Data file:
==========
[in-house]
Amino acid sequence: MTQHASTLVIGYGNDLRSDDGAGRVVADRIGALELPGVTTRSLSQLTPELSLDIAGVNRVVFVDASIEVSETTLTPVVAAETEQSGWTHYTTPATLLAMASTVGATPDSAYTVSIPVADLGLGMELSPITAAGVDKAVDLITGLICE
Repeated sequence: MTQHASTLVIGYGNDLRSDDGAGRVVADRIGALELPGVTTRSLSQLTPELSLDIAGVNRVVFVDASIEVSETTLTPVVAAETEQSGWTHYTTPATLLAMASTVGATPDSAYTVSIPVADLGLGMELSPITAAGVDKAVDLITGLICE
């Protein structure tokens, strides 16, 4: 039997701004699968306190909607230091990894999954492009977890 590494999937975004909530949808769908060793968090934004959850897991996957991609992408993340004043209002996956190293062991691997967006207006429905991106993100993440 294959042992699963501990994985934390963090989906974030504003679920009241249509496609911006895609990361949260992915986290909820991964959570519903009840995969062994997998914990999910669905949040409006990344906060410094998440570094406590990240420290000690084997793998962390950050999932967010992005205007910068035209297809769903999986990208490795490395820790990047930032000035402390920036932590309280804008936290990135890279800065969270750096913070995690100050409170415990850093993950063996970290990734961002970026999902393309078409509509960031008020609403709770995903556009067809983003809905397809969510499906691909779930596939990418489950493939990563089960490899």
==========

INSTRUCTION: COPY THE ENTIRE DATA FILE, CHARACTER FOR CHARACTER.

[in-house]
Amino acid sequence: MTQHASTLVIGYGNDLRSDDGAGRVVADRIGALELPGVTTRSLSQLTPELSLDIAGVNRVVFVDASIEVSETTLTPVVAAETEQSGWTHYTTPATLLAMASTVGATPDSAYTVSIPVADLGLGMELSPITAAGVDKAVDLITGLICE
Repeated sequence: MTQHASTLVIGYGNDLRSDDGAGRVVADRIGALELPGVTTRSLSQLTPELSLDIAGVNRVVFVDASIEVSETTLTPVVAAETEQSGWTHYTTPATLLAMASTVGATPDSAYTVSIPVADLGLGMELSPITAAGVDKAVDLITGLICE
């Protein structure tokens, strides 16, 4: 039997701004699968306190909607230091990894999954492009977890 590494999937975004909530949808769908060793968090934004959850897991996957991609992408993340004043209002996956190293062991691997967006207006429905991106993100993440 294959042992699963501990994985934390963090989906974030504003679920009241249509496609911006895609990361949260992915986290909820991964959570519903009840995969062994997998914990999910669905949040409006990344906060410094998440570094406590990240420290000690084997793998962390950050999932967010992005205007910068035209297809769903999986990208490795490395820790990047930032000035402390920036932590309280804008936290990135890279800065969270750096913070995690100050409170415990850093993950063996970290990734961002970026999902393309078409509509960031008020609403709770995903556009067809983003809905397809969510499906691909779930596939990418489950493939990563089960490899």